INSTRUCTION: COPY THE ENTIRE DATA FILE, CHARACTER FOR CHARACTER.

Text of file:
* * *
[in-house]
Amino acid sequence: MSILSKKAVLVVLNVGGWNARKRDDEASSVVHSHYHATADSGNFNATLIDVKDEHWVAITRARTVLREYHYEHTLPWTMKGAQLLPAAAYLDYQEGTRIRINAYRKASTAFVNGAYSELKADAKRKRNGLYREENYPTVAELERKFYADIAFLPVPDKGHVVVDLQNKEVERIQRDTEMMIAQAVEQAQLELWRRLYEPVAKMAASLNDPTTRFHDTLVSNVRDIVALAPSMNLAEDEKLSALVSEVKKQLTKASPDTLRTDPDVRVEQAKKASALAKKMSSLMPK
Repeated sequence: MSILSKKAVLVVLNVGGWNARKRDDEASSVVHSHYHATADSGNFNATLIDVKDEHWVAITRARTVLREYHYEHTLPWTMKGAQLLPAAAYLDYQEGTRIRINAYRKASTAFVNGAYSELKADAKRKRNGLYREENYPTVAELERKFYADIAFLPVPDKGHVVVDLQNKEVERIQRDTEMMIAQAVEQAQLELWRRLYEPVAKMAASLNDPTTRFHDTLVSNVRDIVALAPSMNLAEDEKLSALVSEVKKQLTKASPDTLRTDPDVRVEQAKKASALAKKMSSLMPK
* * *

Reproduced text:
[in-house]
Amino acid sequence: MSILSKKAVLVVLNVGGWNARKRDDEASSVVHSHYHATADSGNFNATLIDVKDEHWVAITRARTVLREYHYEHTLPWTMKGAQLLPAAAYLDYQEGTRIRINAYRKASTAFVNGAYSELKADAKRKRNGLYREENYPTVAELERKFYADIAFLPVPDKGHVVVDLQNKEVERIQRDTEMMIAQAVEQAQLELWRRLYEPVAKMAASLNDPTTRFHDTLVSNVRDIVALAPSMNLAEDEKLSALVSEVKKQLTKASPDTLRTDPDVRVEQAKKASALAKKMSSLMPK
Repeated sequence: MSILSKKAVLVVLNVGGWNARKRDDEASSVVHSHYHATADSGNFNATLIDVKDEHWVAITRARTVLREYHYEHTLPWTMKGAQLLPAAAYLDYQEGTRIRINAYRKASTAFVNGAYSELKADAKRKRNGLYREENYPTVAELERKFYADIAFLPVPDKGHVVVDLQNKEVERIQRDTEMMIAQAVEQAQLELWRRLYEPVAKMAASLNDPTTRFHDTLVSNVRDIVALAPSMNLAEDEKLSALVSEVKKQLTKASPDTLRTDPDVRVEQAKKASALAKKMSSLMPK